Britain’s Tim Peake Assigned to Six-Month ISS Mission in 2015-16

Pictured during training in an Extravehicular Mobility Unit (EMU) space suit, Tim Peake will be the first official British astronaut whose mission has been sanctioned and financed directly by the U.K. government. Photo Credit: NASA
Pictured during training in an Extravehicular Mobility Unit (EMU) space suit, Tim Peake will be the first official British astronaut whose mission has been sanctioned and financed directly by the U.K. government. Photo Credit: NASA

Four years after his selection as a European Space Agency (ESA) astronaut candidate, Britain’s Tim Peake has been formally named as a crewmember aboard Expedition 46/47 to the International Space Station. He will launch with Russian and U.S. crewmates aboard Soyuz TMA-19M in November 2015 and is expected to spend almost six months in orbit. Born in Chichester, England, Peake will not be the first Briton to enter space, but will be the first to officially represent the British government. News of Peake’s assignment was made public by the BBC and several U.K. publications Sunday, although the announcement from ESA was made Monday afternoon.

According to ESA Director-General Jean-Jacques Dordain, the decision to select Peake was accepted by the ISS Multilateral Crew Operations Panel on Friday, 17 May. “When we recruited the six new ESA astronauts in May 2009, I made a promise to secure flight opportunities for all of them,” Dordain said. “Thanks to the decisions of the Member States at the Ministerial Council last November, we will be able to fulfil our commitment to fly all six newly-selected astronauts before the end of 2017.” Peake’s assignment makes him the fourth of the group to receive a mission. Italian astronaut Luca Parmitano is scheduled to blast off from Baikonur aboard Soyuz TMA-09M on 28 May, followed by Germany’s Alexander Gerst in May 2014, and (under a separate contract with the Italian Space Agency) Italy’s first female spacefarer, Samantha Cristoforetti, in December 2014.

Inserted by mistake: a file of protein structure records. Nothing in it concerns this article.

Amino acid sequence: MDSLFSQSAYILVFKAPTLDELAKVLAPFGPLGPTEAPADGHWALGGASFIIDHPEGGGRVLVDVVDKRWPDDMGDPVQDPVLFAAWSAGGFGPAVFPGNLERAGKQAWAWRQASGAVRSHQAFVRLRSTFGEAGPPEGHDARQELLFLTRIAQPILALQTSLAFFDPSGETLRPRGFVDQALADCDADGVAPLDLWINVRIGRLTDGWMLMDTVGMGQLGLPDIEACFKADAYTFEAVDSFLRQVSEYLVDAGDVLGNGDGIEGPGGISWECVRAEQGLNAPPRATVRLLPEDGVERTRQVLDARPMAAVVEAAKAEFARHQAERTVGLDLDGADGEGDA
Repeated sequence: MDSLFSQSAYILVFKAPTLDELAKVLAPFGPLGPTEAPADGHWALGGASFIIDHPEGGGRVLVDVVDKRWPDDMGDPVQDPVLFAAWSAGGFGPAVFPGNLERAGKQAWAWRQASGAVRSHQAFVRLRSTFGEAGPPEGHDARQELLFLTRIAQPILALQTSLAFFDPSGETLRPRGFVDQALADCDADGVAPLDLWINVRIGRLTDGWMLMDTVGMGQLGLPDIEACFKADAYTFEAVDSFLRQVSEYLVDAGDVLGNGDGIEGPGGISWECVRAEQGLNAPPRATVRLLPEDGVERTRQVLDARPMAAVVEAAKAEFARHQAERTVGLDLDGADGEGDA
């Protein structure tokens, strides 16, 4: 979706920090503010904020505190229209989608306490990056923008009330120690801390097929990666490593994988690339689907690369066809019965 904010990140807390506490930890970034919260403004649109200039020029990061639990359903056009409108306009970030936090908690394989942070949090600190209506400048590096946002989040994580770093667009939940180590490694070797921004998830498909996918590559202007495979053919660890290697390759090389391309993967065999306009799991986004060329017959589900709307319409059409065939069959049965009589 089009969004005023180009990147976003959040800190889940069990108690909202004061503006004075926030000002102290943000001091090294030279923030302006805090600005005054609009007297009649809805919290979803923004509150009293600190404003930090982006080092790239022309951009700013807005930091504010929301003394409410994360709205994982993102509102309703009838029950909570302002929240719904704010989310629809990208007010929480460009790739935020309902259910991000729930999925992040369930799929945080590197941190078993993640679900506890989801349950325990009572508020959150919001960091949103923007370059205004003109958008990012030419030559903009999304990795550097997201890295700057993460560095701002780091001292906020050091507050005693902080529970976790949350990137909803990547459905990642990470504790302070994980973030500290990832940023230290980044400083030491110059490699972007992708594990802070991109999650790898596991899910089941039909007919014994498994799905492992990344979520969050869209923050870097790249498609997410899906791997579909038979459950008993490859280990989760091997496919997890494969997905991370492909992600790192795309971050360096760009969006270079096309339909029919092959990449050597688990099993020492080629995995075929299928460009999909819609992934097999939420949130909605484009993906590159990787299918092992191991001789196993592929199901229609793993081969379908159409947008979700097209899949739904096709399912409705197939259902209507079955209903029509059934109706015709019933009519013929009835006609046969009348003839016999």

Launching in November 2015, Peake and his Soyuz TMA-19M teammates are expected to join incumbent ISS crewmen Scott Kelly of NASA and Russian cosmonauts Mikhail Kornienko and Sergei Volkov. Kelly and Kornienko will fly to the station in March 2015 and will stage the first year-long mission aboard the ISS, whilst Volkov will join them in September-October and accompany them until the scheduled end of their tour in March 2016. Although several British sources—including The Guardian and the BBChave speculated that Peake may perform an EVA, the flight is so far into the future that plans are almost certain to change. What is certain is the Peake will participate for the first time as a U.K. national, and with the Union Jack proudly displayed on the arm of his Sokol launch and entry suit.

Helen Sharman flew as part of a commercial venture with the Soviet Union - "Project Juno" - in May 1991. Photo Credit: Joachim Becker/
Helen Sharman flew as part of a commercial venture with the Soviet Union“Project Juno”in May 1991. Photo Credit: Joachim Becker/